-        A member commented positively on the section about demoted tenancies and asked if it was possible for housing associations to follow the Council’s lead in not demoting tenancies. Officers acknowledged that while the strategy set out the Council’s expectations, there were limitations in what it could ask of other providers. However the Council tried  ...  view the full minutes text for item 37.



To receive a report of the Chief Executive.

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The report set out the compliance position as at 12 January 2024 and officers noted that fire regulation assessment (FRAs) actions were not listed as a result of the Council conducting new FRAs. All actions had been completed last year with the exception of some fire doors which remained an ongoing programme. The majority of actions currently being picked up were in relation to compartmentation surveys and fire door surveys and the contractor was expected to complete this work in the next few months. Domestic electrical testing was still slightly non-compliant and there were some access issues in relation to this and domestic gas testing and officers advised there were still some delays in the court process in order to gain access.  


A member asked whether instances of non-access were repeat cases and asked how this was managed. Officers said a pattern was emerging which was not just about access to gas and electricity testing but also with repairs; appropriate information had been included in the tenants’ handbook which the Residents Panel was now reviewing and a new process was being written for cases of no-access.



CHP noted the content of the report.




To receive a report of the Executive Director (Place).

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The report provided a summary of performance across the Council’s housing services across Quarter 3 and officers advised voids were taking longer during the quarter than previously. This was in part due to higher lettable standards (the quality standards voids should meet once repaired and refurbished) meaning it was taking longer to achieve those standards; additionally, once a property became void, there was an opportunity to carry out more extensive repairs or works so the new tenant had a good quality home.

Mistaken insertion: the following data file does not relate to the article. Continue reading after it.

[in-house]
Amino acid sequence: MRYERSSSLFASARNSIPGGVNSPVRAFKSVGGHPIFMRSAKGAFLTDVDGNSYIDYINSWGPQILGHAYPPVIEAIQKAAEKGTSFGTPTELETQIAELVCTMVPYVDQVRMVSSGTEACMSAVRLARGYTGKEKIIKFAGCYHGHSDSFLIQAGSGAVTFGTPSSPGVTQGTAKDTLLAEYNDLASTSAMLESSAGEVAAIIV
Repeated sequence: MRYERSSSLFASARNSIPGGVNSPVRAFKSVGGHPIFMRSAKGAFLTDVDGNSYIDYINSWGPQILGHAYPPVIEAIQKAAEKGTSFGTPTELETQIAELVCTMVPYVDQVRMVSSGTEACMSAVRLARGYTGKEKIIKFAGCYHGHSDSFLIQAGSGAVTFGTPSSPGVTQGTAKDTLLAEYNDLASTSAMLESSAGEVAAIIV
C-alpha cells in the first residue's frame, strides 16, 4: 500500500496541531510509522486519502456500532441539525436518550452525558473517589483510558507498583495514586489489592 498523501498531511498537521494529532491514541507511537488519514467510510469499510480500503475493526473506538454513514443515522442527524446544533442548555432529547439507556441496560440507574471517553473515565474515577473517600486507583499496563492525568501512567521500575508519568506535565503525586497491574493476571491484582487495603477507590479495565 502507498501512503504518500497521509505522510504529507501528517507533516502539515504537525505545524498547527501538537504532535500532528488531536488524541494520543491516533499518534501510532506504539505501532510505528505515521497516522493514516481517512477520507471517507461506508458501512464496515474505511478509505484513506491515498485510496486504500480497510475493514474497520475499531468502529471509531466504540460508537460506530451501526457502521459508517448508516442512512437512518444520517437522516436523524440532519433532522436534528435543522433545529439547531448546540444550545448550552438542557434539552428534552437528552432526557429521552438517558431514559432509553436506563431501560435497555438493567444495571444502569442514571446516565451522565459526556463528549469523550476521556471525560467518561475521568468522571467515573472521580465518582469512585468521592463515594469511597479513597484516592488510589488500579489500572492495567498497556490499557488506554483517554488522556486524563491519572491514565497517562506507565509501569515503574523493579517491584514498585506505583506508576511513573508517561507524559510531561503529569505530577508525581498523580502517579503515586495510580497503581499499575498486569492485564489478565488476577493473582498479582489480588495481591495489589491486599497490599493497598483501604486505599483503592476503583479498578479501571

The figures for damp and mould in the report were from Q3. Officers provided an update as follows: at 24 January 2024, there were 1,355 damp and mould cases, of which 1,117 had had a first inspection. There had been 628 damp and mould washes, 75 were left to be inspected and 103 were cancelled as they did not relate to damp and mould. Of the 1,117 cases that had had a first inspection, 466 needed further works. 786 cases had been completed. Asked whether there was a mould map showing hotspots within the borough, officers explained there was no particular hotspot.


A member noted the report referenced a low response in comparison to the number of surveys sent out in terms of customer satisfaction with planned works. Officers said they were looking at other avenues such as text messages and online surveys that could potentially increase the response rate.


A member observed that in respect of BPI 126, the commentary for Q3 looked similar to that of Q2 and asked whether the commentary could include the highest period of time that housing options applicants had to wait to be assigned an officer; he was concerned there was a move from a definitive measure of 14 days to an average wait time. Officers advised the average was provided for additional context rather than just providing a figure. The most common reason for a delay was down to the Council needing information about income or an assessment to be done which meant it had to request and then receive information from the resident in question; officers could look at what the longest cases were and include detail of that in subsequent reports. 


In respect of BPIs 133 and 134, a member asked whether actual figures could be shown rather than the number of cases per 1,000 Council properties. Officers replied that this would be shown as a percentage in the next year and the commentary would include the number of cases. 



CHP noted the content of the report.